Global and regional phosphorus budgets in agricultural systems and their implications for phosphorus-use efficiency

Lun F, Liu J, Ciais P, Nesme T, Chang J, Wang R, Goll D, Sardans J, et al. (2017). Global and regional phosphorus budgets in agricultural systems and their implications for phosphorus-use efficiency. Earth System Science Data Discussions: 1-45. DOI:10.5194/essd-2017-41. (In Press)

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Abstract

The application of phosphorus (P) fertilizer to agricultural soils increased by 3.2 % annually from 2002 to 2010. We quantified in detail the P inputs and outputs of cropland and pasture, and the P fluxes through human and livestock consumers of agricultural products, at global, regional, and national scales from 2002 to 2010. Globally, half of the total P input (21.3 Tg P yr−1) into agricultural systems accumulated in agricultural soils during this period, with the rest lost to bodies of water through complex flows. Global P accumulation in agricultural soil increased from 2002 to 2010, despite decreases in 2008 and 2009, and the P accumulation occurred primarily in cropland. Despite the global increase of soil P, 32 % of the world's cropland and 43 % of the pasture had soil P deficits. Increasing soil P deficits were found for African cropland, versus increasing P accumulation in Eastern Asia. European and North American pasture had a soil P deficit because continuous removal of biomass P by grazing exceeded P inputs. International trade played a significant role in P redistribution among countries through the flows of P in fertilizer and food among countries. Based on country-scale budgets and trends we propose policy options to potentially mitigate regional P imbalances in agricultural soils, particularly by optimizing the use of phosphate fertilizer and recycling of waste P. The trend of increasing consumption of livestock products will require more P inputs to the agricultural system, implying a low P-use efficiency aggravating the P stocks scarcity in the future. The global and regional phosphorus budgets and their PUEs in agricultural systems is publicly available at https://doi.pangaea.de/10.1594/PANGAEA.875296.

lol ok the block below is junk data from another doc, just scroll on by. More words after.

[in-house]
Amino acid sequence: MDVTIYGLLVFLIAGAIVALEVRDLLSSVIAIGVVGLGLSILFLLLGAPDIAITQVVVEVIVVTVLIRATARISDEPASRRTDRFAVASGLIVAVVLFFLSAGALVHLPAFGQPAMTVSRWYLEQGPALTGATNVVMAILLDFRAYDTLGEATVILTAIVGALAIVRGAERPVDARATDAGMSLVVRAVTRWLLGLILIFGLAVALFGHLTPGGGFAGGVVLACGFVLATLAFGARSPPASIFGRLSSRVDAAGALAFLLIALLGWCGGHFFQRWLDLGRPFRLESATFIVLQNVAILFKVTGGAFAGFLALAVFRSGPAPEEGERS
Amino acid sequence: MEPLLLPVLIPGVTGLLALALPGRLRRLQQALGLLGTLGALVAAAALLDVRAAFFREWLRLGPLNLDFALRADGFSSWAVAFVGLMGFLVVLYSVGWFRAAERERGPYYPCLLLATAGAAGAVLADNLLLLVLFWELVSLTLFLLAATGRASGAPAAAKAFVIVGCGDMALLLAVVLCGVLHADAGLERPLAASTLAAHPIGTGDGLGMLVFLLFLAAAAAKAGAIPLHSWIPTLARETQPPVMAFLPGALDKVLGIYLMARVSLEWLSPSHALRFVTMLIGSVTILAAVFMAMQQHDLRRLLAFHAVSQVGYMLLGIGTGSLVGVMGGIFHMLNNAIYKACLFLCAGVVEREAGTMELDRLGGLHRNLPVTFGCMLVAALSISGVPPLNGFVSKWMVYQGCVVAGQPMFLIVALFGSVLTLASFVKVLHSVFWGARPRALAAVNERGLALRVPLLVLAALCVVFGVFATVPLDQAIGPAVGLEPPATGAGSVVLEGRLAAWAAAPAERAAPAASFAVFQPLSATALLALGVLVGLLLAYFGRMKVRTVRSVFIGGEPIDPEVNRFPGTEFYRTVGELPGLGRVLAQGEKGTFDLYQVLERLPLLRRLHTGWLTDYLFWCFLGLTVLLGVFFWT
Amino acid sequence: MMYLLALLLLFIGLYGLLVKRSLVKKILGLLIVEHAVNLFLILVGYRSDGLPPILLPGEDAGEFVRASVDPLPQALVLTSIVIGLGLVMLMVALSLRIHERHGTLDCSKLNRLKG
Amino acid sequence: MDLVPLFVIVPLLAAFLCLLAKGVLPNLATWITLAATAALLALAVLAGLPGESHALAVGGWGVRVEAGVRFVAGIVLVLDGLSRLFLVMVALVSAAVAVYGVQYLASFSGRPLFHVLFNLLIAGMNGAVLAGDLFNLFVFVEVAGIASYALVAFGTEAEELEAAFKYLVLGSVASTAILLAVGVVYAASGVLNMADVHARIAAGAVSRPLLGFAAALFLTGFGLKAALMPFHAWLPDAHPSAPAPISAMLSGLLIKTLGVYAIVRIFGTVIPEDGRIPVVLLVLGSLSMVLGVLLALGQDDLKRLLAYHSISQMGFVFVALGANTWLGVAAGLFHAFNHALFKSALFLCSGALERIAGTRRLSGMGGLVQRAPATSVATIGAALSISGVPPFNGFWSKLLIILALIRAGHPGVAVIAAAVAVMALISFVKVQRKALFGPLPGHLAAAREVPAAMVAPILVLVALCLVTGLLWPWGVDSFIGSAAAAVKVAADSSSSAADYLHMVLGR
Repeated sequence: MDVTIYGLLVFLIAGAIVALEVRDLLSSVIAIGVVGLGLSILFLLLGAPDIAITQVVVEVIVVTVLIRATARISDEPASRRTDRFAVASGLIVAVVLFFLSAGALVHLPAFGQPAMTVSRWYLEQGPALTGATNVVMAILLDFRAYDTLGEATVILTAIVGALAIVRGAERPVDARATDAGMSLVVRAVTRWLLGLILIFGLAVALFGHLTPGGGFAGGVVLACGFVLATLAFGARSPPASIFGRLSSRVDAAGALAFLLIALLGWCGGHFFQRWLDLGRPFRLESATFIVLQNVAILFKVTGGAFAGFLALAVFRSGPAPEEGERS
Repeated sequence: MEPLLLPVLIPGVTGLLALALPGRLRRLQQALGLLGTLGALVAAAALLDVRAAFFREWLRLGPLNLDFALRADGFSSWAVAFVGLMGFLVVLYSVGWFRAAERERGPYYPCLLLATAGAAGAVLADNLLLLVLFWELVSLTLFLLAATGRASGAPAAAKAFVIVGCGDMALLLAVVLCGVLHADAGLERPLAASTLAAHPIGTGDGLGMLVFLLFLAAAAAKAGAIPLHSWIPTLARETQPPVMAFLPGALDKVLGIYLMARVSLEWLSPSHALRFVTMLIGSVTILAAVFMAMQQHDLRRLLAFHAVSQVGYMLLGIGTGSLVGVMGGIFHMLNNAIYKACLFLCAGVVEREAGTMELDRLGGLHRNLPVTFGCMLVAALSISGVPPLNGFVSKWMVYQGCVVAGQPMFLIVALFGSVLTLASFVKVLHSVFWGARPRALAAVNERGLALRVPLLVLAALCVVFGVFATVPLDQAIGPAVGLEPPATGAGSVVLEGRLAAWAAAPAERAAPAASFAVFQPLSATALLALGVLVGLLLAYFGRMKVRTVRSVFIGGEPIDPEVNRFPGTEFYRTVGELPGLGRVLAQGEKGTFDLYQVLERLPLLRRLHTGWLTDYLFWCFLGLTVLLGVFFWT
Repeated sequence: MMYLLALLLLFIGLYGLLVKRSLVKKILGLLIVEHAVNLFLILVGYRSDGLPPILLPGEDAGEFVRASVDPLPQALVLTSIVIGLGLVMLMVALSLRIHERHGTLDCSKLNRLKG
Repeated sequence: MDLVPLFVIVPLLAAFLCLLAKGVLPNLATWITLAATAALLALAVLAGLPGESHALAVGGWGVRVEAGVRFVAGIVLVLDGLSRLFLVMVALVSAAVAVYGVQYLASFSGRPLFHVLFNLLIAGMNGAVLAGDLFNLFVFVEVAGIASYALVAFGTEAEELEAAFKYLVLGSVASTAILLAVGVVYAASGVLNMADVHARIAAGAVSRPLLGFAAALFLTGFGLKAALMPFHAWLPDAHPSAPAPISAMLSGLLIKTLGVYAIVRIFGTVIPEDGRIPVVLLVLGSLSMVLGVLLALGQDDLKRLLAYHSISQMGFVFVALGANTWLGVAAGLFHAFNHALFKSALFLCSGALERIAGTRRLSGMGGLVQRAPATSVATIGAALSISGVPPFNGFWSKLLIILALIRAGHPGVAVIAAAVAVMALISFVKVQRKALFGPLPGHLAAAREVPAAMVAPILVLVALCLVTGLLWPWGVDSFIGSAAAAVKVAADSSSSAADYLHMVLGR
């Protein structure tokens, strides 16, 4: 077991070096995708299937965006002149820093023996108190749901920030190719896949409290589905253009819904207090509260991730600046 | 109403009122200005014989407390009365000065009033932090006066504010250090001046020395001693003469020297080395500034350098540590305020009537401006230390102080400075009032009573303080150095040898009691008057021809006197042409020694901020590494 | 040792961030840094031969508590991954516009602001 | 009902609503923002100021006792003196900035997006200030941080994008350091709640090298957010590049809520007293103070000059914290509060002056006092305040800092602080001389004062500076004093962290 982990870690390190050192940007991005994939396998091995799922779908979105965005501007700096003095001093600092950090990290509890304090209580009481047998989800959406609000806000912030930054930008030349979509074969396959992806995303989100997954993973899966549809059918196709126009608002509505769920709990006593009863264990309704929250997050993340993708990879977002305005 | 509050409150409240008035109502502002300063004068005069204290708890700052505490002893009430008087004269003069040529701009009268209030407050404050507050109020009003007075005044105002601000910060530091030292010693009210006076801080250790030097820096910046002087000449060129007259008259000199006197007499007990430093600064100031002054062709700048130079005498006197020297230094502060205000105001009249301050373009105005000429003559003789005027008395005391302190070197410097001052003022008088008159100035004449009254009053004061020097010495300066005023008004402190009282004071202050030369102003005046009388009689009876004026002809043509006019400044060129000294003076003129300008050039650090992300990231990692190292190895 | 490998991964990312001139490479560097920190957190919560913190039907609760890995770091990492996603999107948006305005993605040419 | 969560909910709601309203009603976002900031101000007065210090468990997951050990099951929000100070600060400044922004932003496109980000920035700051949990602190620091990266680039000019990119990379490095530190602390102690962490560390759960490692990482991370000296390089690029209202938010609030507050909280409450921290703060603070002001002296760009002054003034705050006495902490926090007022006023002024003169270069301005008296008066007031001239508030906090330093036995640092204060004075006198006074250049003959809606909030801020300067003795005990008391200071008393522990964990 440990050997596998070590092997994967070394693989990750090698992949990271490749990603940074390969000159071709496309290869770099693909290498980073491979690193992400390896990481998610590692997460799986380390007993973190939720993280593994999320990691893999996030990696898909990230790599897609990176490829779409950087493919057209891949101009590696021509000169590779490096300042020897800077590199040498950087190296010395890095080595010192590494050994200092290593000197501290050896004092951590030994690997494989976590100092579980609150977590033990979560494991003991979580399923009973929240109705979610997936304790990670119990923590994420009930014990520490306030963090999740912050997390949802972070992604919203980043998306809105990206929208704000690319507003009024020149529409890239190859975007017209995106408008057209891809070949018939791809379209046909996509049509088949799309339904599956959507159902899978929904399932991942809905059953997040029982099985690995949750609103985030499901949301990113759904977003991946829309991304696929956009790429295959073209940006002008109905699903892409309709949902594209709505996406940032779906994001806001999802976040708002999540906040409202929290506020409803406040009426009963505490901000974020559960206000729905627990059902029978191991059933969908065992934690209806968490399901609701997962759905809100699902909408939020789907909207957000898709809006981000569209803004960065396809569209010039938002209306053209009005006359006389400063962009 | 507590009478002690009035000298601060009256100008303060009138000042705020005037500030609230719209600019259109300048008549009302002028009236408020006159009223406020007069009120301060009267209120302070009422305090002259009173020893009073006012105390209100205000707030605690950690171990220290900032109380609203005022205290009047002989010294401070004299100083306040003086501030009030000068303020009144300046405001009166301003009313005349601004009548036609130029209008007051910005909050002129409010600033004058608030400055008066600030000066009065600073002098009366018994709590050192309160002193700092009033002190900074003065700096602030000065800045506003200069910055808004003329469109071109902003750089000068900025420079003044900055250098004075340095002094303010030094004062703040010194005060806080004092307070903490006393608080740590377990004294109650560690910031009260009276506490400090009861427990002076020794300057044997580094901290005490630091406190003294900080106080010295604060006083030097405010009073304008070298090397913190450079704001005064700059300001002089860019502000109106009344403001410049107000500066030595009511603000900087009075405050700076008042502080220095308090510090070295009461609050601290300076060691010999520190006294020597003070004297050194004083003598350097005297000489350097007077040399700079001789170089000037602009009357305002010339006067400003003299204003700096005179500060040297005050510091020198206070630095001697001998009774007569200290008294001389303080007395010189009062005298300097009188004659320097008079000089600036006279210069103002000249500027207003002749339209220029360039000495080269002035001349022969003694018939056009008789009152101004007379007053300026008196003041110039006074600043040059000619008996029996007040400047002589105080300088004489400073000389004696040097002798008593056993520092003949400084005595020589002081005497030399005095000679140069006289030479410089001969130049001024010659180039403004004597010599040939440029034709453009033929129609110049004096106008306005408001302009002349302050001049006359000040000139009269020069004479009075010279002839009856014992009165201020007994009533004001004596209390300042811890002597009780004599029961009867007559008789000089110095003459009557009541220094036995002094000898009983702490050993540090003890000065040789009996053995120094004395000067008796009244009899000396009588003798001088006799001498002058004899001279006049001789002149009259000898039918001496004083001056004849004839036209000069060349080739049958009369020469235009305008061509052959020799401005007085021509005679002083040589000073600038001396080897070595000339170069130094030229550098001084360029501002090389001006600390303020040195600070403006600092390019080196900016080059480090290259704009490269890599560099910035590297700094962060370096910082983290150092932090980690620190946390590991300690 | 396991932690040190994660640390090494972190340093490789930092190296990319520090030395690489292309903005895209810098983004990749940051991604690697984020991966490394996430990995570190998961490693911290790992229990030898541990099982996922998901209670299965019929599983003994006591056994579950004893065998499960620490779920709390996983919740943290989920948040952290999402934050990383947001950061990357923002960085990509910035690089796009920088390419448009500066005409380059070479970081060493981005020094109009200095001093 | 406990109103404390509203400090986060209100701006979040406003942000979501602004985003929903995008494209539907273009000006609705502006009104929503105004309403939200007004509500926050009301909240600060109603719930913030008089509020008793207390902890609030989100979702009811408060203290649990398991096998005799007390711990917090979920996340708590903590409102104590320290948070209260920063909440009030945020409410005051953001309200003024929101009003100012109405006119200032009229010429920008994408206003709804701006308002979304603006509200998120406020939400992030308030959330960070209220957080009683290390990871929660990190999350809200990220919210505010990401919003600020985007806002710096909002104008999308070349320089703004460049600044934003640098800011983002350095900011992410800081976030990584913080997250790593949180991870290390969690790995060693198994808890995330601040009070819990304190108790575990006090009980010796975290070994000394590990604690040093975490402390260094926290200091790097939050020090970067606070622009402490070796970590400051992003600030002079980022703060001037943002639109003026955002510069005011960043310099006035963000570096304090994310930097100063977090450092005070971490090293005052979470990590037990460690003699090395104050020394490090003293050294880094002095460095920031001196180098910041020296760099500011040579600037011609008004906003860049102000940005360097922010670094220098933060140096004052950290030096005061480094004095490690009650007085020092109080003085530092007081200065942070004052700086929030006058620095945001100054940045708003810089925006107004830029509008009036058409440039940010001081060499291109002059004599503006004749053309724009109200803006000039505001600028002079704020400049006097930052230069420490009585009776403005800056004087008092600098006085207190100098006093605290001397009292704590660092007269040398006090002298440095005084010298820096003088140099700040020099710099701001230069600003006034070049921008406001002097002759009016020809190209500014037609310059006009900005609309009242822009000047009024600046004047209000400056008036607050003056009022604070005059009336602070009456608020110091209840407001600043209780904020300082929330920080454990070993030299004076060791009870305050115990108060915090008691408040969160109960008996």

Item Type: Article
Research Programs: Ecosystems Services and Management (ESM)
Depositing User: Romeo Molina
Date Deposited: 23 Jun 2017 07:59
Last Modified: 27 Jun 2017 13:34
URI: http://pure.iiasa.ac.at/14686

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